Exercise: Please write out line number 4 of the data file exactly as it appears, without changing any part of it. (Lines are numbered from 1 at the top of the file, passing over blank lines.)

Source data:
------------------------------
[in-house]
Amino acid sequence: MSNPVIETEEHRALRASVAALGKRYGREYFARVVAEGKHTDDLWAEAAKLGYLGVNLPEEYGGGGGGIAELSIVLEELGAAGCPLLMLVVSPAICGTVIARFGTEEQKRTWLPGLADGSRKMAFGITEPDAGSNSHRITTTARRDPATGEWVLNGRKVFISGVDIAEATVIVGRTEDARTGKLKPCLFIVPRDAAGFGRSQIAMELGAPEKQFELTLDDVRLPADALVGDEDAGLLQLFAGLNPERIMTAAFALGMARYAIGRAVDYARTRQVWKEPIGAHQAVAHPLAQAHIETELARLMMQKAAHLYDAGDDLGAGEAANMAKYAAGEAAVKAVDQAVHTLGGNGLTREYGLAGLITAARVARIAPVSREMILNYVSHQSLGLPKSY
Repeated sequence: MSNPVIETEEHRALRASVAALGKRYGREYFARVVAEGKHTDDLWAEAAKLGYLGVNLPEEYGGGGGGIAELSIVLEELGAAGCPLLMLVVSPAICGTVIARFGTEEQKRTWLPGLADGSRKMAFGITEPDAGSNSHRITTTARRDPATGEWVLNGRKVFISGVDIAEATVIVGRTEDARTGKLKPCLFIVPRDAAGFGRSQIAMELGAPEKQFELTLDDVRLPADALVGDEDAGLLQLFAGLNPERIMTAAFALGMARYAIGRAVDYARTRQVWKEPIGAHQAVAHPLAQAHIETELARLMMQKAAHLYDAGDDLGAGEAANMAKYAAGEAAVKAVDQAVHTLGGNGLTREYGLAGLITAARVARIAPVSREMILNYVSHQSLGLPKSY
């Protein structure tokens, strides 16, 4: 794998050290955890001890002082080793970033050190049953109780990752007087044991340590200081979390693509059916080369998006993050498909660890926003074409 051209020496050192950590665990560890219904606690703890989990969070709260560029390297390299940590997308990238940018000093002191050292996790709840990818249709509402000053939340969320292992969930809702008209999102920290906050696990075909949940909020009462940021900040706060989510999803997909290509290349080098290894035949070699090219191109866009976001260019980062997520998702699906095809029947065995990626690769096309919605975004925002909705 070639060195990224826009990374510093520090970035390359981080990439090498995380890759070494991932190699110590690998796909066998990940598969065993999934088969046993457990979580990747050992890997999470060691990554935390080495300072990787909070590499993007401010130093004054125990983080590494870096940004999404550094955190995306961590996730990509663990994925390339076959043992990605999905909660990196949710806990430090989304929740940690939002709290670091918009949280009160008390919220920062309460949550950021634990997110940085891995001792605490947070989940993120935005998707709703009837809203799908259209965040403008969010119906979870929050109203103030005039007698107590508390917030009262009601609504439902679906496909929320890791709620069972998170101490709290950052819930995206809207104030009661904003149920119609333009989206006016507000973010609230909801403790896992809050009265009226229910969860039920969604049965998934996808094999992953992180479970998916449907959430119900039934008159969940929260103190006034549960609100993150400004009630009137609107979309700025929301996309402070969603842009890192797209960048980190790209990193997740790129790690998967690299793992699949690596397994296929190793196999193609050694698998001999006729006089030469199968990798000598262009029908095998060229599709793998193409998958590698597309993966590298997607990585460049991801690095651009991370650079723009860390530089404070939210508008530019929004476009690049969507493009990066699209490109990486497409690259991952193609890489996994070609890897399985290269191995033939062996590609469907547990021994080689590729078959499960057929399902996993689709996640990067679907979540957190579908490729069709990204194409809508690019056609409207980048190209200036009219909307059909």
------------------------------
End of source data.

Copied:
């Protein structure tokens, strides 16, 4: 794998050290955890001890002082080793970033050190049953109780990752007087044991340590200081979390693509059916080369998006993050498909660890926003074409 051209020496050192950590665990560890219904606690703890989990969070709260560029390297390299940590997308990238940018000093002191050292996790709840990818249709509402000053939340969320292992969930809702008209999102920290906050696990075909949940909020009462940021900040706060989510999803997909290509290349080098290894035949070699090219191109866009976001260019980062997520998702699906095809029947065995990626690769096309919605975004925002909705 070639060195990224826009990374510093520090970035390359981080990439090498995380890759070494991932190699110590690998796909066998990940598969065993999934088969046993457990979580990747050992890997999470060691990554935390080495300072990787909070590499993007401010130093004054125990983080590494870096940004999404550094955190995306961590996730990509663990994925390339076959043992990605999905909660990196949710806990430090989304929740940690939002709290670091918009949280009160008390919220920062309460949550950021634990997110940085891995001792605490947070989940993120935005998707709703009837809203799908259209965040403008969010119906979870929050109203103030005039007698107590508390917030009262009601609504439902679906496909929320890791709620069972998170101490709290950052819930995206809207104030009661904003149920119609333009989206006016507000973010609230909801403790896992809050009265009226229910969860039920969604049965998934996808094999992953992180479970998916449907959430119900039934008159969940929260103190006034549960609100993150400004009630009137609107979309700025929301996309402070969603842009890192797209960048980190790209990193997740790129790690998967690299793992699949690596397994296929190793196999193609050694698998001999006729006089030469199968990798000598262009029908095998060229599709793998193409998958590698597309993966590298997607990585460049991801690095651009991370650079723009860390530089404070939210508008530019929004476009690049969507493009990066699209490109990486497409690259991952193609890489996994070609890897399985290269191995033939062996590609469907547990021994080689590729078959499960057929399902996993689709996640990067679907979540957190579908490729069709990204194409809508690019056609409207980048190209200036009219909307059909």